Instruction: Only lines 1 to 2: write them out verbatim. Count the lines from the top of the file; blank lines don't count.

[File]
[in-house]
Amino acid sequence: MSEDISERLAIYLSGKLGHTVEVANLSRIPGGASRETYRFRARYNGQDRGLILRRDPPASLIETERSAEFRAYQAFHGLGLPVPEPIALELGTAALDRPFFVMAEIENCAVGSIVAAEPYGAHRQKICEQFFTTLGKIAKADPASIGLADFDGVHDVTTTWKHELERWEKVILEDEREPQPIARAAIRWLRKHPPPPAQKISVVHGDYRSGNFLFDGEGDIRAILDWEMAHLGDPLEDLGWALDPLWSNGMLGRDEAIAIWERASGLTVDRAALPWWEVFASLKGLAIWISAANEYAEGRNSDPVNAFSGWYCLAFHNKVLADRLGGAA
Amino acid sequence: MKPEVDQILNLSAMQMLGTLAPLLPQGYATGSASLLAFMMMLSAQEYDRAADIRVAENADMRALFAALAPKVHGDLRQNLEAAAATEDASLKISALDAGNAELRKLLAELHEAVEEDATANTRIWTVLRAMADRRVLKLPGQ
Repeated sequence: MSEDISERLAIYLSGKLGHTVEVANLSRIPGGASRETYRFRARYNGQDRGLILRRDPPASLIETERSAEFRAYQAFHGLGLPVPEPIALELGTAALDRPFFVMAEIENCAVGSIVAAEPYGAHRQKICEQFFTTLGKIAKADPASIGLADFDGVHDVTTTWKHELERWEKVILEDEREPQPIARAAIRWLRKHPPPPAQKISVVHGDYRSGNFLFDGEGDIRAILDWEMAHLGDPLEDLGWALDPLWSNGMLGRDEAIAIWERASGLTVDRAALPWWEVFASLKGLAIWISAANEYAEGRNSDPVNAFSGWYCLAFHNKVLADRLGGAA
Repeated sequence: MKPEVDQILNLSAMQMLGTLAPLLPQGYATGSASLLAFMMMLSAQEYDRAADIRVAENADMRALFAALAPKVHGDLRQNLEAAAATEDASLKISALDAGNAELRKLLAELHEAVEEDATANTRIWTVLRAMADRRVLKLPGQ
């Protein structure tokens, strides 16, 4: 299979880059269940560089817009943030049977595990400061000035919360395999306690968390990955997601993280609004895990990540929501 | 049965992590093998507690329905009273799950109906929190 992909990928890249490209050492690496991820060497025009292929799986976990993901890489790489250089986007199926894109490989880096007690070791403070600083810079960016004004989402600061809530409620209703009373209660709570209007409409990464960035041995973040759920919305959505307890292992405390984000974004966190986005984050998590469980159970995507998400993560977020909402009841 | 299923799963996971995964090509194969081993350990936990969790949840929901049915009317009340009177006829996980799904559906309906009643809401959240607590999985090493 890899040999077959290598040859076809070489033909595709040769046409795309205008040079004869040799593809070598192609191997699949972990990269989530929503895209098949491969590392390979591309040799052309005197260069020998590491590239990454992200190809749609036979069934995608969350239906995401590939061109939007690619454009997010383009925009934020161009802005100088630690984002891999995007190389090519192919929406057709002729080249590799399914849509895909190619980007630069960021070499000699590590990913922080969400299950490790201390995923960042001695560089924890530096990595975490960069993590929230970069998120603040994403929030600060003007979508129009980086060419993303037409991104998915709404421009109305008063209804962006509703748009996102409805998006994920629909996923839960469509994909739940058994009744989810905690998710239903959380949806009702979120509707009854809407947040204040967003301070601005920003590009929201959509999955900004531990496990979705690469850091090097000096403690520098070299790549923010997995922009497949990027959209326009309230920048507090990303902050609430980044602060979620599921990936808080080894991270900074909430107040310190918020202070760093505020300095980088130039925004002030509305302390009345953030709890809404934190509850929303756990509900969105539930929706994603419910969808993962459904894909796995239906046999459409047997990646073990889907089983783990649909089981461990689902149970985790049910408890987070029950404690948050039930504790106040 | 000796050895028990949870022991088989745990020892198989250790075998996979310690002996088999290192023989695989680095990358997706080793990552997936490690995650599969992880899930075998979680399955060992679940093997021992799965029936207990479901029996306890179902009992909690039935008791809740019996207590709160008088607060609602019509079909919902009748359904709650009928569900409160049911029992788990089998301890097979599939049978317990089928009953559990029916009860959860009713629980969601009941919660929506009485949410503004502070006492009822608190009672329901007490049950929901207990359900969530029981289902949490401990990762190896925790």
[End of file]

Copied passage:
[in-house]
Amino acid sequence: MSEDISERLAIYLSGKLGHTVEVANLSRIPGGASRETYRFRARYNGQDRGLILRRDPPASLIETERSAEFRAYQAFHGLGLPVPEPIALELGTAALDRPFFVMAEIENCAVGSIVAAEPYGAHRQKICEQFFTTLGKIAKADPASIGLADFDGVHDVTTTWKHELERWEKVILEDEREPQPIARAAIRWLRKHPPPPAQKISVVHGDYRSGNFLFDGEGDIRAILDWEMAHLGDPLEDLGWALDPLWSNGMLGRDEAIAIWERASGLTVDRAALPWWEVFASLKGLAIWISAANEYAEGRNSDPVNAFSGWYCLAFHNKVLADRLGGAA